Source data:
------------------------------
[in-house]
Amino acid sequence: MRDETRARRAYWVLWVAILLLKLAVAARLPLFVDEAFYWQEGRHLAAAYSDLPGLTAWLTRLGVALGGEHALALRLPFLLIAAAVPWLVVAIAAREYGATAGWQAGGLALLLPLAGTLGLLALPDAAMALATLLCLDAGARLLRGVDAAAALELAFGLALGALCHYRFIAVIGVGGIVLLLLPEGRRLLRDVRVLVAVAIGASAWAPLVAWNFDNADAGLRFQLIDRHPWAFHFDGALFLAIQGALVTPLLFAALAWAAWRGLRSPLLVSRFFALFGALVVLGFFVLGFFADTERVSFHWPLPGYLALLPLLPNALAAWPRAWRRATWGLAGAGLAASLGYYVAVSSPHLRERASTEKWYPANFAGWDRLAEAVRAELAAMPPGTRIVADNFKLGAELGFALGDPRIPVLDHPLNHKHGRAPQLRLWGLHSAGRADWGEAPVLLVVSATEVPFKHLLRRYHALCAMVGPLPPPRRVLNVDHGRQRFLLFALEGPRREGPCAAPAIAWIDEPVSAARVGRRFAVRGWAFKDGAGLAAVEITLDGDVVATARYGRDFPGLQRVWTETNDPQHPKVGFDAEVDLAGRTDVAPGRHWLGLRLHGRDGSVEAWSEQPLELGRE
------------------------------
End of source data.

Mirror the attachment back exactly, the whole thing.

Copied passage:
[in-house]
Amino acid sequence: MRDETRARRAYWVLWVAILLLKLAVAARLPLFVDEAFYWQEGRHLAAAYSDLPGLTAWLTRLGVALGGEHALALRLPFLLIAAAVPWLVVAIAAREYGATAGWQAGGLALLLPLAGTLGLLALPDAAMALATLLCLDAGARLLRGVDAAAALELAFGLALGALCHYRFIAVIGVGGIVLLLLPEGRRLLRDVRVLVAVAIGASAWAPLVAWNFDNADAGLRFQLIDRHPWAFHFDGALFLAIQGALVTPLLFAALAWAAWRGLRSPLLVSRFFALFGALVVLGFFVLGFFADTERVSFHWPLPGYLALLPLLPNALAAWPRAWRRATWGLAGAGLAASLGYYVAVSSPHLRERASTEKWYPANFAGWDRLAEAVRAELAAMPPGTRIVADNFKLGAELGFALGDPRIPVLDHPLNHKHGRAPQLRLWGLHSAGRADWGEAPVLLVVSATEVPFKHLLRRYHALCAMVGPLPPPRRVLNVDHGRQRFLLFALEGPRREGPCAAPAIAWIDEPVSAARVGRRFAVRGWAFKDGAGLAAVEITLDGDVVATARYGRDFPGLQRVWTETNDPQHPKVGFDAEVDLAGRTDVAPGRHWLGLRLHGRDGSVEAWSEQPLELGRE